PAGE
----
The “ninja sword” Hellfire missile saw a sharp uptick in press late last year after it was used twice in less than a week to kill different terrorists in Syria. The first strike took place on December 3, when an AGM-114R9X was used to engage the passenger seat specifically of a minivan in the Syrian city of Atmeh. The second took place somewhere between Afrin and Azaz, once again killing its target without injuring any bystanders. As pictures of the strikes and their aftermath hit social media, the U.S. government’s sword-wielding missile was introduced to the world, despite the general lack of formal acknowledgement from the Pentagon.
All told, this missile covered in swords is believed to have only seen use a half a dozen times, which coupled with the small amount of information released about the platform suggests that the missile is a limited production run that may be the result of modifying existing Hellfire platforms. Either that, or JSOC would just prefer to keep this secret close to the chest.
In any regard, it just got a little bit tougher to be a terrorist, and that’s always good news.
For Tech. Sgt. Kate Barone, competitive weightlifting became more than just a way to break the monotony of a desk job as an Air Force information analyst. Instead, the Ohio native turned her after-work hobby into a new lifestyle that changed her life forever.
“For any type of competition – powerlifting, CrossFit, Olympic lifting, bodybuilding – the thing is to be focused on only that,” Barone told WATM. “If you want to do really well, it’s got to be on the same level as breathing, eating, sleeping. … That is your goal and you have to change your life around that.”
As an NCO in the Ohio Air National Guard, an Olympic lifter, and bodybuilding competitor, life in the service can be difficult for someone who’s trying to be competitive in a sport.
“For me, sitting in front of a computer a lot, it is hard to not snack,” the 25-year-old says. “I know that as long as you are able to pack your food, bring it to work, still get to the gym, you can maintain your fitness and even compete.”
She joined the Ohio ANG at 17, right out of high school. The Cincinnati native comes from a military family — her grandfathers are Air Force and Army veterans and her uncles serve in the Army and Navy. She joined to challenge herself and get a nursing degree. She loves the Air Force lifestyle but wanted to stay around her family.
Barone worked as a full-time Air National Guardsman for two years, even deploying to Korea for the annual joint training exercises there. It was on that deployment Barone realized she had to make a change. She loved the Air Force lifestyle, but went back to Guard service.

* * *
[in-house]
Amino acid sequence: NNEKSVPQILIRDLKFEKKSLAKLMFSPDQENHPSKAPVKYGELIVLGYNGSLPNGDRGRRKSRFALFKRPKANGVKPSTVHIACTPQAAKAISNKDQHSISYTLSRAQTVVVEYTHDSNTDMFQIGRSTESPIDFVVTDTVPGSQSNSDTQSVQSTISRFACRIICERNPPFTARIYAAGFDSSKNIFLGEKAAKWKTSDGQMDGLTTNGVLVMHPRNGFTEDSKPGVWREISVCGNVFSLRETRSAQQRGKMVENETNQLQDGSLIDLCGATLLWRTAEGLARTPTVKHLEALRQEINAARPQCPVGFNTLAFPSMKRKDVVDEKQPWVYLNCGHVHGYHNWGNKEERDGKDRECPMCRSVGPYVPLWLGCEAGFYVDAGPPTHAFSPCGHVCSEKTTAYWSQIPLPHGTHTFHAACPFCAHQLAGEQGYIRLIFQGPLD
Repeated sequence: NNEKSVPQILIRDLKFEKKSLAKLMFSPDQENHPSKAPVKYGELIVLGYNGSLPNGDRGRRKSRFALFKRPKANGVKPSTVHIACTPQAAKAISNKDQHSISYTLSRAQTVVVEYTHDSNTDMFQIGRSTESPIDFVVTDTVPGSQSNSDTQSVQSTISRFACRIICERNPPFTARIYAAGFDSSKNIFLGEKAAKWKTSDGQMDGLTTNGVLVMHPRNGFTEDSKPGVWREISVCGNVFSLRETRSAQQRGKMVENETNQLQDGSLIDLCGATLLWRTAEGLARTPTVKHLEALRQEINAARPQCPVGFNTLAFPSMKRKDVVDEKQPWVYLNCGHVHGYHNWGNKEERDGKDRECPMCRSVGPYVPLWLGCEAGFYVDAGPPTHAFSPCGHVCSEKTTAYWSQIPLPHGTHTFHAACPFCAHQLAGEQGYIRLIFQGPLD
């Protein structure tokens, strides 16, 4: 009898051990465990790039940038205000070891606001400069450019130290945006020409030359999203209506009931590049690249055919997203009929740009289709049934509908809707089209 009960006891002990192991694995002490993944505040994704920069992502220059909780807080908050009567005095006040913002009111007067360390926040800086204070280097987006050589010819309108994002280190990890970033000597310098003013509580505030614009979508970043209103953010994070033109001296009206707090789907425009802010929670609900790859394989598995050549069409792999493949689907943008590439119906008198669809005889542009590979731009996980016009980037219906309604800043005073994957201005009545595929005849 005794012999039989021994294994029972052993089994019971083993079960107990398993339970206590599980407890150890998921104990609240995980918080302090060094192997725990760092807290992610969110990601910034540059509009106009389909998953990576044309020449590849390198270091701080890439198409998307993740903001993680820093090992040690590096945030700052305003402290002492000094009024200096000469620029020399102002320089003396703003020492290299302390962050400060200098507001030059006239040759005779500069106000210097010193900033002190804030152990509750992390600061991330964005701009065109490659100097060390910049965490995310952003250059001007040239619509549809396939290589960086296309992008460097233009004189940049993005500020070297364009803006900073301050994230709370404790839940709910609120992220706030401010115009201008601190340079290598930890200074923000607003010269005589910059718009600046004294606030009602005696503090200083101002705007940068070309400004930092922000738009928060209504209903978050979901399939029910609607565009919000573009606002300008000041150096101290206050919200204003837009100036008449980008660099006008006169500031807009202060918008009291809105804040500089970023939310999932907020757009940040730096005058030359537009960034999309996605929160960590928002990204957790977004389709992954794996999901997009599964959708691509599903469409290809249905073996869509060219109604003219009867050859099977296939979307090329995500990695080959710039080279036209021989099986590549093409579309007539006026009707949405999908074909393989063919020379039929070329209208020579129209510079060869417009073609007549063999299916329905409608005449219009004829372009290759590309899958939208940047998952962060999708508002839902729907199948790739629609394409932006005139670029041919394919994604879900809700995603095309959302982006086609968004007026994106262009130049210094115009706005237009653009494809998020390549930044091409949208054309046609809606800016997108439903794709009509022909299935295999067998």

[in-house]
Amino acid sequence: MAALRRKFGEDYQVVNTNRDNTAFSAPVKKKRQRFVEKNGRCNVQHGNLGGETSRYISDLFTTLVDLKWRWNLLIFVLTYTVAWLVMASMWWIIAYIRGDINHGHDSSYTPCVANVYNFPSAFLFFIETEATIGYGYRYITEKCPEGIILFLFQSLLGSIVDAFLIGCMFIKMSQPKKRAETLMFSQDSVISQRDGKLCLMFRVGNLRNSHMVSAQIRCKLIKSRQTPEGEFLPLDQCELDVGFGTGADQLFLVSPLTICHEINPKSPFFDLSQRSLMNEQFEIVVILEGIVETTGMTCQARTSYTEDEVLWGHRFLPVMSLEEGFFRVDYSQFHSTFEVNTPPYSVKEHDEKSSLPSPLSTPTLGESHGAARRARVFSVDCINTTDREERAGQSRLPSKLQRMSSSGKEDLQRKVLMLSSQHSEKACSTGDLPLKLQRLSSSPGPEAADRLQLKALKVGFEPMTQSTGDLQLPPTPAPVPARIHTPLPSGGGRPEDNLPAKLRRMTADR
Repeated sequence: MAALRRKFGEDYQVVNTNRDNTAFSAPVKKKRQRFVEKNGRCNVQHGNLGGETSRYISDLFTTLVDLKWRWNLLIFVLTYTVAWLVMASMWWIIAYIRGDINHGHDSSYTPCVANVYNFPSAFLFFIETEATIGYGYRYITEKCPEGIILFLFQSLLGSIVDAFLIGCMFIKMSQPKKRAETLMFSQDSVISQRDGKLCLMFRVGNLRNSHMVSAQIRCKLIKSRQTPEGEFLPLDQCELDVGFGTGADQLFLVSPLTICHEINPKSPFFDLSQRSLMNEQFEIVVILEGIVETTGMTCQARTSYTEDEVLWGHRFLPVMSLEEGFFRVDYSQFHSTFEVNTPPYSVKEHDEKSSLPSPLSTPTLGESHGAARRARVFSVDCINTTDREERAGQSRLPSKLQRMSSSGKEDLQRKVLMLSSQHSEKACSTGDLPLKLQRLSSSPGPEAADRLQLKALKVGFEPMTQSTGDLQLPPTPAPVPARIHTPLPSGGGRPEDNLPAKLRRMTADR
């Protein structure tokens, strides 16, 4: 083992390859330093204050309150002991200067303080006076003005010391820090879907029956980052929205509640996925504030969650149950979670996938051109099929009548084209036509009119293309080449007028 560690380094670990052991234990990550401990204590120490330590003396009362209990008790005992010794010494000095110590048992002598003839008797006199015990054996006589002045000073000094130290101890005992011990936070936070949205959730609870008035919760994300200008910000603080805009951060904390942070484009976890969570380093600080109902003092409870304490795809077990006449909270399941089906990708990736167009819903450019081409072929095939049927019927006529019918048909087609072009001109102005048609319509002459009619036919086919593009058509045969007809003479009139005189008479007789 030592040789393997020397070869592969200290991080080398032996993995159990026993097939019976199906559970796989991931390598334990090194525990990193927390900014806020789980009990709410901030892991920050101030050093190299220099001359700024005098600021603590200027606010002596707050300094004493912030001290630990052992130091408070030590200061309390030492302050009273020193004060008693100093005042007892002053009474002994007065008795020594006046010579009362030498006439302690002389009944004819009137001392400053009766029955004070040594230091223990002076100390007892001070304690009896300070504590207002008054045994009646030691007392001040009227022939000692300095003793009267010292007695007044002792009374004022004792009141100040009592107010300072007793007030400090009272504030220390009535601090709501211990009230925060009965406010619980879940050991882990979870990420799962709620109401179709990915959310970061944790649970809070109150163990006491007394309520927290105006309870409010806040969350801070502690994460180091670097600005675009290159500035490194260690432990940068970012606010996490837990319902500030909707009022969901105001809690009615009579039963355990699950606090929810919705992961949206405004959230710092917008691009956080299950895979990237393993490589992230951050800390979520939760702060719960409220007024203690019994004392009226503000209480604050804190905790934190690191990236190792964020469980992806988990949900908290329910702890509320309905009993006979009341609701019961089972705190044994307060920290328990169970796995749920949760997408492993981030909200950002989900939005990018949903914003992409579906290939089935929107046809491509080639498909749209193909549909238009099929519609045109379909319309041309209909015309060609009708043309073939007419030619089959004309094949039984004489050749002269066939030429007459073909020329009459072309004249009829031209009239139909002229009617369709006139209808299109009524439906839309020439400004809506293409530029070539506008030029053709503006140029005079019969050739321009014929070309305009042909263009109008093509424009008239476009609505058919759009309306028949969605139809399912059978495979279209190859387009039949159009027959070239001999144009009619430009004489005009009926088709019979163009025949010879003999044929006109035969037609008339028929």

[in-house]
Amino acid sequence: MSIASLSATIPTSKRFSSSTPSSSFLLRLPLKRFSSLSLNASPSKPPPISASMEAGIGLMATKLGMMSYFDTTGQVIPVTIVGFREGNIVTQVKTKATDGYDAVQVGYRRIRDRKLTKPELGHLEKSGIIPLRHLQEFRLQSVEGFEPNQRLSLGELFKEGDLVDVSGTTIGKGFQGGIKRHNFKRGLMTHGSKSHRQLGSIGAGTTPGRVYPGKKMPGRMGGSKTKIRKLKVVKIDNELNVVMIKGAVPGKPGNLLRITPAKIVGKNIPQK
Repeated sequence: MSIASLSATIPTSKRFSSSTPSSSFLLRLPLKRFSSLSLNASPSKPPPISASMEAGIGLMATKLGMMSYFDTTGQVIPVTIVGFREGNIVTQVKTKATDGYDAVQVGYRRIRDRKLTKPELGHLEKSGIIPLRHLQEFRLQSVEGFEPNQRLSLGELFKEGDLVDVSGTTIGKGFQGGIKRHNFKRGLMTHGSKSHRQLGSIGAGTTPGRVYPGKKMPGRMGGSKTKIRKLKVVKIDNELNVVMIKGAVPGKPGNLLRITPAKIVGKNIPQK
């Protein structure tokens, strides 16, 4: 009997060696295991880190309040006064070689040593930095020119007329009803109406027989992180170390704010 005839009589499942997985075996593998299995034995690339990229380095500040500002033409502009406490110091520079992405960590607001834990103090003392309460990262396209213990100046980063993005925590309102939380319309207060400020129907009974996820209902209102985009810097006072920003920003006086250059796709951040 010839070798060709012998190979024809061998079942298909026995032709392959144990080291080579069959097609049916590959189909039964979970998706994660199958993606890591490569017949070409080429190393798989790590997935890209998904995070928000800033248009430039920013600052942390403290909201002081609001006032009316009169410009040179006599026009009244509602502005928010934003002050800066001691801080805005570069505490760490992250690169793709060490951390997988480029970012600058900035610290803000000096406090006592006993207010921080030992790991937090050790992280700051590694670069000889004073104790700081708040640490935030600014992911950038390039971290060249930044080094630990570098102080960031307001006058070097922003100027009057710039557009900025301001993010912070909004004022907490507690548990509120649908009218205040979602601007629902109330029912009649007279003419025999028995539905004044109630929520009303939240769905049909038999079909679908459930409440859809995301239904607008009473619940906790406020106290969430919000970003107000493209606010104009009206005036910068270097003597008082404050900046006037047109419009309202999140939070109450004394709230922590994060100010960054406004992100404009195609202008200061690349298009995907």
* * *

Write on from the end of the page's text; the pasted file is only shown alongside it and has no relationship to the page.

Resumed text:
When she returned to Ohio, she finished nursing school and got into CrossFit. While Barone recalls CrossFit was rough at first, she eventually began competing in the sport, which led her to Olympic weightlifting competition, and later, bodybuilding.
In her first Olympic competition, the Strongest Unicorn, she competed in the 64-kilogram weight class against the likes of Holly Mangold of the U.S. Olympic Lifting Team. The next year, she dropped her weight class and finished second.
“When you sign up for an Olympic lifting competition, you are supposed to put in your estimated total that you will lift,” Barone says. “You look at that and wonder how you are going to do against other people.”
“It’s not just the Olympic movements,” she adds. “You’ve got to do front squats all the time, back squats, jerks — a lot of that just to build up your muscle strength so you can lift a lot of weight.”
Bodybuilding is an entirely different kind of lifestyle change.
“You have to be in the right state of mind to do the bodybuilding part,” she says. “There are so many aspects. Unlike CrossFit or Olympic lifting, I can eat what I want, as long as I make my weight class the day of.”
But that doesn’t mean she can just go out and scarf down an entire pizza with the crew.
“It literally took up my life,” Barone recalls. “I can’t have drinks with friends because alcohol is cut out. I can’t go out to eat with my friends because I will be eating raw vegetables, egg whites, tilapia … it’s really hard to have that mindset and be focused on something without people supporting you.”
A lot of her support comes from the people in her squadron. Even so, it’s tough to eat fish and veggies while the rest of the unit is downing food from the local barbecue joint.